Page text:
See the ‘Dandenong Catchment’ page for a detailed description of the catchment.
This Report Card provides an overview of water quality in the Dandenong catchment from 1 July 2015 to 30 June 2016. The quality of the water is given an overall score by combining the results of six standard water quality parameters: nutrients, water clarity (turbidity), dissolved oxygen, salinity (conductivity), pH (acidity/alkalinity) and metals.
In 2015–16 water quality in the Dandenong catchment was ‘Very Poor.’
Summary Table: The table below shows area-weighted distribution of site scores based on subcatchments. Scores are averaged in subcatchments with mutliple sites. See scoring method for more information.
Near naturally forested area at the base of Mt Dandenong
Small streams in urban and industrial areas
The routine monitoring at 16 sites give us information for about 71 per cent of the catchment. Approximately five per cent of the catchment was not included due to incomplete data, which resulted from the unsafe access to waterways in the catchment. The remaining 24 per cent of the unmonitored catchment is a mix of rural and urban land use, which would typically score as ‘Very Poor’ in this region.
See the Monitoring Programs page for changes to the monitoring program.
The section 'Changes over time’ compares these annual index scores and indicators with the Dandenong’s scores from previous Report Cards (since 2000). Results can also be compared to other catchments.
Site-specific details about parameters can be accessed via the map.
Water quality in the Dandenong catchment is ‘Very Poor’.
Urban and industrial land use dominates much of the Dandenong catchment. Runoff from these areas carries pollution to the waterways, which reduces waterway health. Concentrations of nutrients and metals (copper, lead, zinc and chromium) are often high due to runoff from industrial areas and roads.
Historically, many waterways in the Dandenong catchment were straightened or concrete-lined to increase their effectiveness in draining away water and reducing floods. However, this has removed natural meanders in the waterway and destroyed a lot of stream habitat, which, along with polluted run-off has decreased water quality in these waterways. For example, clearing trees around a waterway reduces shade and increases water temperature, which decreases dissolved oxygen.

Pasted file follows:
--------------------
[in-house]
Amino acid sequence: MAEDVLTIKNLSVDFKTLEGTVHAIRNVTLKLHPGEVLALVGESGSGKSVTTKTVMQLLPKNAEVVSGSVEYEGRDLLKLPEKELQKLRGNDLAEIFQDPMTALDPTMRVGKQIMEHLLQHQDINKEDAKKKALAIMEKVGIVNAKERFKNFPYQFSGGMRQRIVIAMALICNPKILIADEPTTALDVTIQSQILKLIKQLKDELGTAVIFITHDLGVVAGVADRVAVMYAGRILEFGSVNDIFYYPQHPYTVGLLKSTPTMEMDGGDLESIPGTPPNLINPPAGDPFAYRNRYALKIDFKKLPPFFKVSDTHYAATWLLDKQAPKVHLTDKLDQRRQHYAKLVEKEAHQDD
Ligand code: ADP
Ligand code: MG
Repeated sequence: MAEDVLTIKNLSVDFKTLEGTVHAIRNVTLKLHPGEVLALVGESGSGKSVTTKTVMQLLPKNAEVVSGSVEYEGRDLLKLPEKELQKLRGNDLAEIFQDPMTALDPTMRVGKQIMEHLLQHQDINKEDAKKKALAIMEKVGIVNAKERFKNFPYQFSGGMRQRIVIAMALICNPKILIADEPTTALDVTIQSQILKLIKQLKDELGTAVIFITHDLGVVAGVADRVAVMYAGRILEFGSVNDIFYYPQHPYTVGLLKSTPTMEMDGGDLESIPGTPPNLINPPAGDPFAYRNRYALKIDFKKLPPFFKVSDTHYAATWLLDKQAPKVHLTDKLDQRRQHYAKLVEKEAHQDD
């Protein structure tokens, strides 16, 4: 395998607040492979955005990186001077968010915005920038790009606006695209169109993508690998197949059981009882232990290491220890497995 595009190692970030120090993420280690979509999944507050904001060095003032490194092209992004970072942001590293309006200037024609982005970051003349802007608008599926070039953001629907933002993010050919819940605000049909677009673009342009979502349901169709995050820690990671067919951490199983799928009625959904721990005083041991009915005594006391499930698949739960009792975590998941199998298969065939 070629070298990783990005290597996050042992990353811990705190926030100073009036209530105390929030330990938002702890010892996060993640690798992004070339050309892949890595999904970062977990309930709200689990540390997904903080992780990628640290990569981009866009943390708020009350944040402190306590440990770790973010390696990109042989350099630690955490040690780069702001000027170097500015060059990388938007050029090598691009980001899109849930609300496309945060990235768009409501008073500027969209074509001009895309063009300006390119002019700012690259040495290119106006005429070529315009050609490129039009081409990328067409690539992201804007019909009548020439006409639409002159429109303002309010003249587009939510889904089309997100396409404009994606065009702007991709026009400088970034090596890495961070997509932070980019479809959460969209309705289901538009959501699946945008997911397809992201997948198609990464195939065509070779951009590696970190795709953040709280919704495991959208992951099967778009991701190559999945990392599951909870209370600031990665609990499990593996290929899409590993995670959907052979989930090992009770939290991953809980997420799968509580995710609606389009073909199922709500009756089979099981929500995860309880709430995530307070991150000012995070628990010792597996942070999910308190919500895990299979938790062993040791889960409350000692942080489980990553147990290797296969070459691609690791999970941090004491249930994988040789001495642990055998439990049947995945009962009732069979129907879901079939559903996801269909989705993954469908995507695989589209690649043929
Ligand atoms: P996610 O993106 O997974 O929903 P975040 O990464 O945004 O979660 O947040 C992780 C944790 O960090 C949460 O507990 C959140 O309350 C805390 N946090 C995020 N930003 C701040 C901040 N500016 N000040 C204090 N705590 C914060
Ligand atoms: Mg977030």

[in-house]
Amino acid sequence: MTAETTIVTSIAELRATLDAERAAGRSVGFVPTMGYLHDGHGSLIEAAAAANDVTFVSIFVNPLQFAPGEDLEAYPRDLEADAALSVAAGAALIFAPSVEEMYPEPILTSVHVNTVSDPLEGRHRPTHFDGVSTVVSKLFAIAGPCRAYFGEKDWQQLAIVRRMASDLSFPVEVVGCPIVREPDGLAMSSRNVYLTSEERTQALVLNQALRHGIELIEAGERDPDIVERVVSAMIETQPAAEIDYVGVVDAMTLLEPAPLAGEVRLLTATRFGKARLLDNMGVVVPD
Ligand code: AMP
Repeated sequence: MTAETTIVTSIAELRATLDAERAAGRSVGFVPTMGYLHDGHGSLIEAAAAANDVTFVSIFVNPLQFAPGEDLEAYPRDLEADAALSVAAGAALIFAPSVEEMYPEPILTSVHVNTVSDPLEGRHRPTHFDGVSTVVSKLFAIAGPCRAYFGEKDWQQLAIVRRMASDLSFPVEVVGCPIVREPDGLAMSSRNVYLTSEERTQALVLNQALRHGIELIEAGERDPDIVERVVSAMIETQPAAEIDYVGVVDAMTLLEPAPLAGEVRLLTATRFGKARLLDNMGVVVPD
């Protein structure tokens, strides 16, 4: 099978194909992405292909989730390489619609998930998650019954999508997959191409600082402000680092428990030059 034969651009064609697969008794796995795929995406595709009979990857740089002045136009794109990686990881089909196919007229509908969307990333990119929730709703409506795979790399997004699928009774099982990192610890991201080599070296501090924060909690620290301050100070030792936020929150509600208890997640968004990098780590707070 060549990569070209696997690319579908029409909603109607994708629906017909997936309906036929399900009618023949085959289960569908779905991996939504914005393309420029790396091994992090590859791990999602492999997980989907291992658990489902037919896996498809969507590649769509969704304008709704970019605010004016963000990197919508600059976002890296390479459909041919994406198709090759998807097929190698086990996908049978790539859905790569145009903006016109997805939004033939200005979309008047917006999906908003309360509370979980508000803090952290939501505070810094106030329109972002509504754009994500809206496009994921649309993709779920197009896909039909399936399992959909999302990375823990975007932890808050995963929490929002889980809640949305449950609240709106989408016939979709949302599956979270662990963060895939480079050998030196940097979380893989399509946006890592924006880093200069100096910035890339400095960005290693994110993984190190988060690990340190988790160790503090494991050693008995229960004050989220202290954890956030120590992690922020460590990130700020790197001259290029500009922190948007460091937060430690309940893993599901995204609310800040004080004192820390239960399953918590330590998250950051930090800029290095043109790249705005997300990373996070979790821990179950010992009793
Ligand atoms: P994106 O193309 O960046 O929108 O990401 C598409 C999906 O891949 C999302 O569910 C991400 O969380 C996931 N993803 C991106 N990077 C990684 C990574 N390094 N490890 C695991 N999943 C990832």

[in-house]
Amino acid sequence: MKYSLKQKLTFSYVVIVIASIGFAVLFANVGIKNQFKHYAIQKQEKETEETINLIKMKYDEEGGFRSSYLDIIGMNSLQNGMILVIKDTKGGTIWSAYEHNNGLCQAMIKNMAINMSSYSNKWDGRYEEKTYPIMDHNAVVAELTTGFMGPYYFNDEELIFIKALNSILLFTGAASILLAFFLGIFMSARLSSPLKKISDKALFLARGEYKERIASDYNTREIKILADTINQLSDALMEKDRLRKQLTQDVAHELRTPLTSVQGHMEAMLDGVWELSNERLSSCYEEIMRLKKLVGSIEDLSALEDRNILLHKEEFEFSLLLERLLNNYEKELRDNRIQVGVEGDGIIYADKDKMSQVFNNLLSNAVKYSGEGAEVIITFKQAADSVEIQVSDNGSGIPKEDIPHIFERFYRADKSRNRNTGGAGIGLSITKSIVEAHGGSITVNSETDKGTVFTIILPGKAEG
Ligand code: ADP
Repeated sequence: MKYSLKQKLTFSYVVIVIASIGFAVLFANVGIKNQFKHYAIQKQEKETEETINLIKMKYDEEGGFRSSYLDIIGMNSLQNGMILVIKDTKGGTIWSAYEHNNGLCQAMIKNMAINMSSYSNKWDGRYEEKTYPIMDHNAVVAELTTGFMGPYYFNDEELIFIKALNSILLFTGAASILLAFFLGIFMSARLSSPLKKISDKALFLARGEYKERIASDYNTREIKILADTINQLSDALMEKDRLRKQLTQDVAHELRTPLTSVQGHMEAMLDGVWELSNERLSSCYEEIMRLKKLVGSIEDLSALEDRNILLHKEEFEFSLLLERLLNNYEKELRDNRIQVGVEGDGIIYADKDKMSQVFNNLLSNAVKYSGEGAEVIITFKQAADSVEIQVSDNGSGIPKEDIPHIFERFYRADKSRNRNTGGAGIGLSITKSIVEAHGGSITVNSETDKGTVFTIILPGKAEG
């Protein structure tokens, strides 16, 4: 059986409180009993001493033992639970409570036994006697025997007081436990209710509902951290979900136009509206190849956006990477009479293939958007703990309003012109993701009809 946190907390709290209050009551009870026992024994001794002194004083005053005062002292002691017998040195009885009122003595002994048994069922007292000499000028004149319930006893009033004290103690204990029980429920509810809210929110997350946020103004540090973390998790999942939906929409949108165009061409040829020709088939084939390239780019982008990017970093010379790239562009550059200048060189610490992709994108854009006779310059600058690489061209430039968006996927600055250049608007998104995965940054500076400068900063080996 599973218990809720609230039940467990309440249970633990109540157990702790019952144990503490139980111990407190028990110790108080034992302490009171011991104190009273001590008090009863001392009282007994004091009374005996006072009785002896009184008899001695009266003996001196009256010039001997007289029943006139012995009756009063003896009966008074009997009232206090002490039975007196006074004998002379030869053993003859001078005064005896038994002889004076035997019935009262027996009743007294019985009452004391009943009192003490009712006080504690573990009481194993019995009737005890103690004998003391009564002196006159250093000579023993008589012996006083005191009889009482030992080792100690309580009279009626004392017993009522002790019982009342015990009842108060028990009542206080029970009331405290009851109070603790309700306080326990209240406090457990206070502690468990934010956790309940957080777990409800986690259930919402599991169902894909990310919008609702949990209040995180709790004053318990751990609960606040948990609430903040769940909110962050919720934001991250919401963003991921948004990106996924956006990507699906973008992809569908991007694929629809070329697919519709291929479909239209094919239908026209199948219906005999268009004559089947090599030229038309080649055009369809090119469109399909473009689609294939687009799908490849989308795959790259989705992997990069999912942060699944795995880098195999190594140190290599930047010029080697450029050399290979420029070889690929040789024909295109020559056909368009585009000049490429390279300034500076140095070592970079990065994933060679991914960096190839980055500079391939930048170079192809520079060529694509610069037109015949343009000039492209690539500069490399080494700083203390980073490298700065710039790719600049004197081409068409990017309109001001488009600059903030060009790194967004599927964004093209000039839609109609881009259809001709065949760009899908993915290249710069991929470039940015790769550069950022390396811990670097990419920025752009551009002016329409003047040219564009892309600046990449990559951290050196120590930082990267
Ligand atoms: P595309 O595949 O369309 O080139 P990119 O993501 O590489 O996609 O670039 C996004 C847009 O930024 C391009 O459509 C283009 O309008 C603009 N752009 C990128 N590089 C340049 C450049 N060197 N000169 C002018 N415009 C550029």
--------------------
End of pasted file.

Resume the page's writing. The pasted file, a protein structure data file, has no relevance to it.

The exception to this ‘Very Poor’ score is the relatively undisturbed monitoring site on the edge of the forest in the upper reaches of the Dandenong catchment (see Dandenong Creek, Doongalla Forest). At this location, the WQI scores ‘Good’ because the environment is closer to its natural state. This was the only location in the Dandenong catchment with low metal concentrations, demonstrating the source of these inputs to be from industrial and urban areas within the catchment.
Despite the catchments scoring ‘Very Poor’, these waterways continue to sustain considerable populations of fish, frogs and birds. The region’s significant wetlands (Edithvale-Seaford wetlands) are recognised for their valuable diversity of waterbirds under the Ramsar Convention.
Short-lived environmental and extreme weather events can impact water quality in waterways. Long-term dry spells can result in reduced river flows, increases in salinity and algal blooms, while heavy rainfalls can cause flooding, river bank erosion, and wash sediments, nutrients and pollutants into waterways.
Rainfall was below average in 2015–16. The Bureau of Metrology (2016) noted seven days during the year when significant rainfall (between 20–42 mm) was recorded.
Outside of these dates, no significant environmental or weather events were recorded for the period that would have significantly affected water quality.
Looking at the scores for the Dandenong catchment going back to 2000, there is a general trend of ‘Very Poor’ water quality scores.
The water quality has most likely been influenced by urban and industrial development in the catchment over the past two decades, particularly around Hallam, Cranbourne, Lynbrook and Berwick.
Some sites have shown very slight improvements since the drought broke in 2010, but scores have remained ‘Very Poor’ due to high concentrations of metals and nutrients that originate in this catchment’s large industrial and urban areas. The assessment of water quality in 2015–16 is essentially unchanged from the water quality results of 2014–15.
The Government, authorities and community have implemented the following initiatives to improve waterway health in the Dandenong catchments:
Environment Protection Authority Victoria (EPA)
For more information about projects and works for the Dandenong catchment in 2015–16, please see the Melbourne Water Waterways Local Updates.
A number of priority areas and actions have been identified in the Dandenong catchment to build on existing projects and initiatives. These include:
The following figures show a comparison of scores for each water quality indicator in the catchments and Port Phillip Bay.